An old favorite of mine, from Paradise Lost:
“The mind is a universe and can make a heaven of hell, a hell of heaven.”
― John Milton
Perception of the self, perception of your life and your circumstances, these are the things that create your story. Your perception is your own reality. As Milton wrote, your mind is capable of creating the universe it resides in. Similarly, the perception of others creates their reality. I had a coworker who would say that to me when I found myself aggravated by the some of the ridiculous things that people would complain about. If a customer, client, guest is unhappy, that is justified in their world. It makes sense to them for whatever reason. It is a good thing to remember even out of the workplace, we all walked different paths. We all have different triggers and different beliefs. We perceive based on individual experience.
I was curled up on the couch with my journal the other day, trying to get inspired but finding myself with a serious case of writers block. So I googled some writing prompts and ended up reading an article that really made me think… 20 Questions to Know Yourself Better. One of the questions asked was “How Do People Perceive You?”
I was thrown by this question because I was surprised by my immediate emotional reaction to it. It wasn’t a good one; the closest I could describe the feeling would be one of animosity. The perception of others, in my experience and through the feedback I have received, has in many instances in my life felt misguided at best, unfair at worst.
There have been many times in my life that I have felt prejudged for one reason or another. Somewhere along the line I went from a boisterous, mischievous child to a painfully shy adolescent. I felt completely invisible during that time in my life, and mostly I was. And invisible was fine by me. Switching schools multiple times in three years and feeling constantly out of place and different made me more comfortable in just blending into the background. I pulled this off marvelously until high school at which point I discovered, with the help of my fashionable cousin and a good friend, the magical transforming powers of makeup, contacts, and not wearing baggy t-shirts and tennis shoes everyday.
My oh my… how things can change overnight. I went from wallpaper to a strobe light in the worst possible scenario in which that can occur – as a shy teenage girl in a highschool setting. Any attention I attracted from boys was in direct correlation to the negative attention I received from girls. Perception of me, at this point in my life, was that I was a pretty girl who did not involve herself in after school life, gossip, or dating and therefore must be stuck up/full of herself. Truth was that I was just still that shy girl and had no idea how to handle attention or hang out with the cool girls. I didn’t have things in common with them. I found most of them catty and frivolous and disloyal. They, in turn, found me weird if they ever tried to speak to me at all. This was my first real run-in with unfair perception.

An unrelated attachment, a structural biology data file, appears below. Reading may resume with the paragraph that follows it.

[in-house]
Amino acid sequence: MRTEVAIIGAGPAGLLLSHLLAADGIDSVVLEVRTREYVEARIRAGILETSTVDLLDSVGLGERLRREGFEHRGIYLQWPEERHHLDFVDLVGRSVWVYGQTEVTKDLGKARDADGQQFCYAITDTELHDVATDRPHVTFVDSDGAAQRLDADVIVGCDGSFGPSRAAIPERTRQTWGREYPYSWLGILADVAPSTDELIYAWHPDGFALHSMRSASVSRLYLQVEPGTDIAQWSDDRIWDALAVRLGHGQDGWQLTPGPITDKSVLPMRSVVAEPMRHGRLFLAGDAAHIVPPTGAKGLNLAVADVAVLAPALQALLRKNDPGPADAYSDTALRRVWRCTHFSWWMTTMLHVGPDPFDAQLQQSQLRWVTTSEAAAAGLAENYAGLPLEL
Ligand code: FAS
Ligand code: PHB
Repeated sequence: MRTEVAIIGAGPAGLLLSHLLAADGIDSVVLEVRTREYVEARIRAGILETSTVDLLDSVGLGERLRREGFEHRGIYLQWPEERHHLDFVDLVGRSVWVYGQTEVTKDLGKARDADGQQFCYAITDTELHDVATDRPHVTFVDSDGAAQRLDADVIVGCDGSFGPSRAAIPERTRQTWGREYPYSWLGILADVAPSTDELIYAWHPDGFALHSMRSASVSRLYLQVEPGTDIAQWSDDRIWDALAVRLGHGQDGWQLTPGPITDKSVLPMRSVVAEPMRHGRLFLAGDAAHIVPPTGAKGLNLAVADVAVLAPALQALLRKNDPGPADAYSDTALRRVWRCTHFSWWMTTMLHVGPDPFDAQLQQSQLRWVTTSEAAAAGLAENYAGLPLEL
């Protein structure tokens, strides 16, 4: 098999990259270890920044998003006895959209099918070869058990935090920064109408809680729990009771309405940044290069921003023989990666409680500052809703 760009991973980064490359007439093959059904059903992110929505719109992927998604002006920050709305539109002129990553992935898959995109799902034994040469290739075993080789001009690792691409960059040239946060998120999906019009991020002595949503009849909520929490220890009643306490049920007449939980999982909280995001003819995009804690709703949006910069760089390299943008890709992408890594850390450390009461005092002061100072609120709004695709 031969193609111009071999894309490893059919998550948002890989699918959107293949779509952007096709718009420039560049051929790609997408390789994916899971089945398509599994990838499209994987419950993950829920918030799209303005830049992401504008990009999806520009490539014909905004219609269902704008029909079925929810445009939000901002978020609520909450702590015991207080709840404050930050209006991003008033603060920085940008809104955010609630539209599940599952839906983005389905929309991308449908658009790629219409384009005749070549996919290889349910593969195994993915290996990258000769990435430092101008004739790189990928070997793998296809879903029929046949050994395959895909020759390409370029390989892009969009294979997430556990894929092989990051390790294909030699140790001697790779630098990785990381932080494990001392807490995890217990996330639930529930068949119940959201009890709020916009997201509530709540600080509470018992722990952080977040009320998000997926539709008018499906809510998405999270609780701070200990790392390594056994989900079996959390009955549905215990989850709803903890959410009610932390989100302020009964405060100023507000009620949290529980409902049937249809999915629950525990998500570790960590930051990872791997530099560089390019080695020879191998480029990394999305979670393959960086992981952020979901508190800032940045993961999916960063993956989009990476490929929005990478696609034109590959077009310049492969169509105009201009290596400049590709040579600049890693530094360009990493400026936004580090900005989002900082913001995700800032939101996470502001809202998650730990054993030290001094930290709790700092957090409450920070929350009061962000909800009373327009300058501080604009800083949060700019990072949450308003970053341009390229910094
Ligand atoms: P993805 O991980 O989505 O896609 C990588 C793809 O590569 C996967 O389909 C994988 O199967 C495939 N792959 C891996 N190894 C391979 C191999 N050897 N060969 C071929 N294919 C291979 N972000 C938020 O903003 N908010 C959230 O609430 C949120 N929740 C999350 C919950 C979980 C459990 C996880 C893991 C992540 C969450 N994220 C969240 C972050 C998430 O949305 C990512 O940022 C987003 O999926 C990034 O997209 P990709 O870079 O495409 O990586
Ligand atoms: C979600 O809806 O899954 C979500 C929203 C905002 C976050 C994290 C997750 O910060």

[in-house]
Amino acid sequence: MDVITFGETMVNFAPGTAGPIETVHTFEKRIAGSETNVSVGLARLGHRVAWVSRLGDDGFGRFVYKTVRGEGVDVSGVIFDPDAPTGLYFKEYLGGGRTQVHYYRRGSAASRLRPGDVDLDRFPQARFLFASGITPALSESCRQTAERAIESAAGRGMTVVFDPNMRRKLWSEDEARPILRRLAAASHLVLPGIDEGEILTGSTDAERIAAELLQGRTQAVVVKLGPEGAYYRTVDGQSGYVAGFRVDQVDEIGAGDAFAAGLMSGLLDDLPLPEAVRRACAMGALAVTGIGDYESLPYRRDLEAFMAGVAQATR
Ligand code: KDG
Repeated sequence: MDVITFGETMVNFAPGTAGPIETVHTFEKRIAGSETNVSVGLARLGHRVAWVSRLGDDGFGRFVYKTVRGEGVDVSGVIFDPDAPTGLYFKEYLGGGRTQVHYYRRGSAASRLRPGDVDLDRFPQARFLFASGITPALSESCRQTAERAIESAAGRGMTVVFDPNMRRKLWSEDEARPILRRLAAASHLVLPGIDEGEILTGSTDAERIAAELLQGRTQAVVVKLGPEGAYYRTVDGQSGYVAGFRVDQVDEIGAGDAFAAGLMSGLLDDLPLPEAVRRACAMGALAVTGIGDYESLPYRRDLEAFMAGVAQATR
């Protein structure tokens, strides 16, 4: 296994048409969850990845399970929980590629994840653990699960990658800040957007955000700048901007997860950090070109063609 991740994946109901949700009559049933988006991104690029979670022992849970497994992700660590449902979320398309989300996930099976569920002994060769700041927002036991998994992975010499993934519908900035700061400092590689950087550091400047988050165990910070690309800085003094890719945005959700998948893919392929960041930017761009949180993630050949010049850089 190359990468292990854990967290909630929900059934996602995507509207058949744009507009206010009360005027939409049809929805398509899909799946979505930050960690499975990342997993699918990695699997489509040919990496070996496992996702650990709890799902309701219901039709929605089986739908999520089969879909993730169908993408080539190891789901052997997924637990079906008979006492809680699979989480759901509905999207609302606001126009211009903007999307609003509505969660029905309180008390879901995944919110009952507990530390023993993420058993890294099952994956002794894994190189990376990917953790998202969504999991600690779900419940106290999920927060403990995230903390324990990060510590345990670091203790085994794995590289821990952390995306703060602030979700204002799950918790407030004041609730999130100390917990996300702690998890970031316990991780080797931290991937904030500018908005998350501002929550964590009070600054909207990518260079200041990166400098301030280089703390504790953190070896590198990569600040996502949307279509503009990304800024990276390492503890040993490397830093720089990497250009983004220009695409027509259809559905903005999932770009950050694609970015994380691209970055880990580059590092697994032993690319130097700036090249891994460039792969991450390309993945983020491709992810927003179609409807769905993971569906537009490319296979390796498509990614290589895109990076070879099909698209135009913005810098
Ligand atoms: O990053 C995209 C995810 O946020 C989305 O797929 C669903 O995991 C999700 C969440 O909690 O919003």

The same pre-judgement has followed me into my adult life, for somewhat similar reasons. While I did outgrow much of that painful awkwardness, that shyness that had caused me issues in my youth; being a mid-to-late 20’s attractive girl working as a bartender through college had its own interesting set of outside perceptions. Namely, people think you are stupid, or at least uneducated. They think you can’t do any better. I cannot tell you how many times I was asked at my last job if I had ever traveled outside of my home state, just how many kids I had, if I ever considered getting a real job. People make assumptions based solely on your vocation and how you look, before you ever open your mouth. I liked to let them talk for awhile before I hit them with the fact that I was in the process of finishing/had my Master’s degree. The look of surprise was always highly satisfying.
I now have a problem with the perception that I am not a person that should be taken seriously. I am still a young female and that comes with a collection of assumptions that men of my same age just do not have to deal with. You got the job because you are pretty, not qualified. You got the promotion because you are sleeping with your boss, not due to hard work. You don’t really know what you are doing. You should be second guessed. It is because of these things that I hate looking incompetent more than anything. I feel that I need to know more, prepare more, and never mess up. I had a boss once that would refer to me as “little girl/ little lady” even though I was 30 years old and had been working in the field for years. Another told me that I dressed too sexy even though I wore turtlenecks and blazers to work everyday in a deliberate attempt to not look sexy. Yes, these were older men. But their perceptions held me back.
The way that people perceive you really can impact your life, for better or for worse. It can mess with your self-esteem (just ask my 15 year old self) and it can begin to influence the universe you create/the world that you live in. As much as I’d like to say you should never care what people think of you, and in many instances that rings exceptionally true, sometimes in a career setting you really should care. Impressions are important. Perception of you is everything. The only thing you can do is recognize the reality of the situation and be attuned to those outside perceptions… As misguided and unfair as they might still be.